• Less common disease processes that reduce the compliance of the chest wall or lungs, or act as space-occupying lesions within the thorax, can also lead to inspiratory dyspnea due to compromises in lung inflation. Examples of these restrictive diseases may be classified as intrapulmonary (pulmonary fibrosis   Lung: multinodular fibrosis  , silicosis, interstitial pneumonia   Lung: pneumonia - interstitial (foals)  ) and extrapulmonary (pleural effusion, pneumothorax   Pneumothorax  , mediastinal mass, botulism   Botulism  ).
    • Those horses with restrictive disease are often hypoxemic due to ventilation-perfusion mismatch   Lung: ventilation-perfusion mismatching  and diffusion impairment of gases (intrapulmonary) or hypoventilation (extrapulmonary).
  • Mixed inspiratory and expiratory dyspnea (an even degree of dyspnea throughout the breath cycle) is caused by fixed extrathoracic obstructions within the airway which do not change during the cycle, ie solid space-occupying  intra- or extraluminal mass affecting the nasal cavity (septum deviations, severe bilateral inflammation, ethmoid hematoma   Ethmoid: hematoma  ), pharynx (pharyngeal cysts   Epiglottis: cyst - subepiglottic  , enlarged lymph nodes, guttural pouch enlargement), larynx (epiglottiditis   Epiglottis: epiglottitis - acute  , arytenoid chondritis   Larynx: arytenoid chondritis  ) or trachea (deformity, masses, foreign body). There is often an accompanying upper respiratory tract noise.
  • Non-pulmonary respiratory distress originates from outside of the respiratory system and can be related to inadequate oxygen-carrying capacity of the blood (anemia   Anemia: overview  or dysfunction of the red blood cells), metabolic acidosis compensation, pain (laminitis   Foot: laminitis  , rhabdomyolysis   Muscle: myopathy - exertional rhabdomyolysis  , colic   Abdomen: pain - adult  ), and hyperthermia (fever   Pyrexia: overview  , exercise, environmental).

Predisposing factors

General

  • Dependent on underlying cause.

Specific

  • Dependent on underlying cause.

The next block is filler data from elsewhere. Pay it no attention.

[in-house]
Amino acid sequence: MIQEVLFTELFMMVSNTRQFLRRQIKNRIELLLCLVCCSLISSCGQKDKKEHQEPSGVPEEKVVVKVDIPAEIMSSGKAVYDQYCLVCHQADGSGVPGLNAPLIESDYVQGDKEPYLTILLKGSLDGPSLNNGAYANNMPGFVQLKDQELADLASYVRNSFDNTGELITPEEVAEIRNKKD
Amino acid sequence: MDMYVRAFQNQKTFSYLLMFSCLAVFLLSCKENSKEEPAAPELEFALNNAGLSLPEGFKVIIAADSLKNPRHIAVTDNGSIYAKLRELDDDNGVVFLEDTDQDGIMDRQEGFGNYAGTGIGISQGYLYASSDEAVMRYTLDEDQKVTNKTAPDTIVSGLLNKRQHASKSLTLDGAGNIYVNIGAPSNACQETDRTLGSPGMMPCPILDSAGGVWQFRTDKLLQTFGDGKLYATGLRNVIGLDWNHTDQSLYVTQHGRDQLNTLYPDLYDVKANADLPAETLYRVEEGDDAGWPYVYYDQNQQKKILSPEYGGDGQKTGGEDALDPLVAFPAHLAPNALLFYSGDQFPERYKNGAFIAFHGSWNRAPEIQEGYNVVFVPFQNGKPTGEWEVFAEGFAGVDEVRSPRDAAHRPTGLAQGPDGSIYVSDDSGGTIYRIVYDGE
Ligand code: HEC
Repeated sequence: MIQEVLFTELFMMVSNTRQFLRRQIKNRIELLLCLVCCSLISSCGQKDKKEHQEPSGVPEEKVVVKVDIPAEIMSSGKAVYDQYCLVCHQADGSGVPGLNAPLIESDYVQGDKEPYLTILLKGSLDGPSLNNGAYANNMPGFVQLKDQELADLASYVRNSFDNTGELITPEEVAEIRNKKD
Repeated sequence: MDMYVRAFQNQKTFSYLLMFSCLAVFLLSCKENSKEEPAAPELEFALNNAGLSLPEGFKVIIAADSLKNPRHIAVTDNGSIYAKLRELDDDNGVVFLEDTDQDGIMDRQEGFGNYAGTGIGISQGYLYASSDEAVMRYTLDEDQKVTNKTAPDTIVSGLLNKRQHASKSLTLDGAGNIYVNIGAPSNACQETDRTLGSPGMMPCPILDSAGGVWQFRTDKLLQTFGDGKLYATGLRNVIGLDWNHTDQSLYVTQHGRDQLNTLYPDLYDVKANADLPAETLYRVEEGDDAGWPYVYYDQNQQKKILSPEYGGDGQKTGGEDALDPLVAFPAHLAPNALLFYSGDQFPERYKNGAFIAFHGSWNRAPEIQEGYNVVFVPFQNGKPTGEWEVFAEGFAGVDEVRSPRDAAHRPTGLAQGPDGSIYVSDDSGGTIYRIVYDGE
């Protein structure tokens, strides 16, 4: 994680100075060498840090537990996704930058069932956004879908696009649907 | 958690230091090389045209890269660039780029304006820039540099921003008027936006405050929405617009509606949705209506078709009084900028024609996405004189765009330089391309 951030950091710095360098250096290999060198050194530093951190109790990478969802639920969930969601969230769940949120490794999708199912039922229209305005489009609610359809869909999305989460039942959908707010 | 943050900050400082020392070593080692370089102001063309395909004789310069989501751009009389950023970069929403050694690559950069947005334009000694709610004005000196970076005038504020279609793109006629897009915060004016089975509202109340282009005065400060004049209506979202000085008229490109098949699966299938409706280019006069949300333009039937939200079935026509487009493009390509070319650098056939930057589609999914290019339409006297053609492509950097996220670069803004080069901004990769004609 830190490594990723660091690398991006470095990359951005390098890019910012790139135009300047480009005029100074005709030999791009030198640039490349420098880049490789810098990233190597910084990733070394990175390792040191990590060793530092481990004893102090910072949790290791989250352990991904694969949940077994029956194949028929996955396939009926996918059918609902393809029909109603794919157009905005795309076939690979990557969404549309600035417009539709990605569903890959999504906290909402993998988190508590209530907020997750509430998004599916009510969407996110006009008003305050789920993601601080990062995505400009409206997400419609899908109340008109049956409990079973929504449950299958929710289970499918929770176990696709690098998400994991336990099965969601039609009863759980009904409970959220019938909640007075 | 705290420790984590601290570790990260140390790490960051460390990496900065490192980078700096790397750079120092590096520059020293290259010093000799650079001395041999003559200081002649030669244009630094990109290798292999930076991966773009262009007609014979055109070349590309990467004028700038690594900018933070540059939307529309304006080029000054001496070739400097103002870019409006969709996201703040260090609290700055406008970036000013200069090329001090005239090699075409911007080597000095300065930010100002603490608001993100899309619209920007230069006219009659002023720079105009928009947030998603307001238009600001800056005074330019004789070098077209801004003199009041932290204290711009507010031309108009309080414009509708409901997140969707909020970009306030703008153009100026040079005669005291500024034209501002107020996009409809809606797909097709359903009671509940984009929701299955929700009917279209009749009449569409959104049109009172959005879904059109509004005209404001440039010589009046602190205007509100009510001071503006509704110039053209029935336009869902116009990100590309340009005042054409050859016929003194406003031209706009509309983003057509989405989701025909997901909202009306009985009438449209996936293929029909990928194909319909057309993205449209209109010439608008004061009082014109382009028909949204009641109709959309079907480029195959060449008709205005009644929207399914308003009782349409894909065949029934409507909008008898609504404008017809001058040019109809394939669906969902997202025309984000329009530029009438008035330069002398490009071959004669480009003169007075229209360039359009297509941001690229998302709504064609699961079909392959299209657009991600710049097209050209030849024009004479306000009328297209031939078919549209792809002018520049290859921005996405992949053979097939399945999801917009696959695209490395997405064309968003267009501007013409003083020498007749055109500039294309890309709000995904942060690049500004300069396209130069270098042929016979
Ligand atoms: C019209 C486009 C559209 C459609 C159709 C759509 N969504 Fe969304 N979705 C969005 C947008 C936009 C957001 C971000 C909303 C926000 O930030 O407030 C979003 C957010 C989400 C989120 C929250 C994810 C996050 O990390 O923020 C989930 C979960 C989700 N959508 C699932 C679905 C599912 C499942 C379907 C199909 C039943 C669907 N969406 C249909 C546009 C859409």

Pathophysiology

  • Dyspnea results from airway obstruction which can either be intra- or extrathoracic, fixed or non-fixed, ie mobile, or restrictive diseases which limit lung expansion.

Timecourse

  • Acute onset.

Diagnosis

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Treatment

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Prevention

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Outcomes

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Further Reading

Publications

Refereed papers

  • Recent references from PubMed and VetMedResource.
  • Mazan M R (2015) Update on noninfectious inflammatory diseases of the lower airwayVet Clin North Am Equine Pract 31 (1), 159-185 PubMed.
  • Schwarz B et al (2013) Equine multinodular pulmonary fibrosis (EMPF): Five case reportsActa Vet Hung 61 (3), 319-332 PubMed.
  • Marqués F J et al (2012) Respiratory distress due to retropharyngeal and neck swelling in a horse with mediastinal lymphosarcomaComp Cont Educ Pract Vet 34 (5), E5 PubMed.
  • Hughes K J, McGorum B C, Love S & Dixon P M (2009) Bilateral laryngeal paralysis associated with hepatic dysfunction and hepatic encephalopathy in six ponies and four horsesVet Rec 164 (5), 142-147 PubMed.

Other sources of information

  • McGorum B C & Dixon P M (2007) Clinical Examination of the Respiratory Tract. In: Equine Respiratory Medicine and Surgery. Eds: McGorum B C et al. Saunders Elsevier, USA. pp 103-117.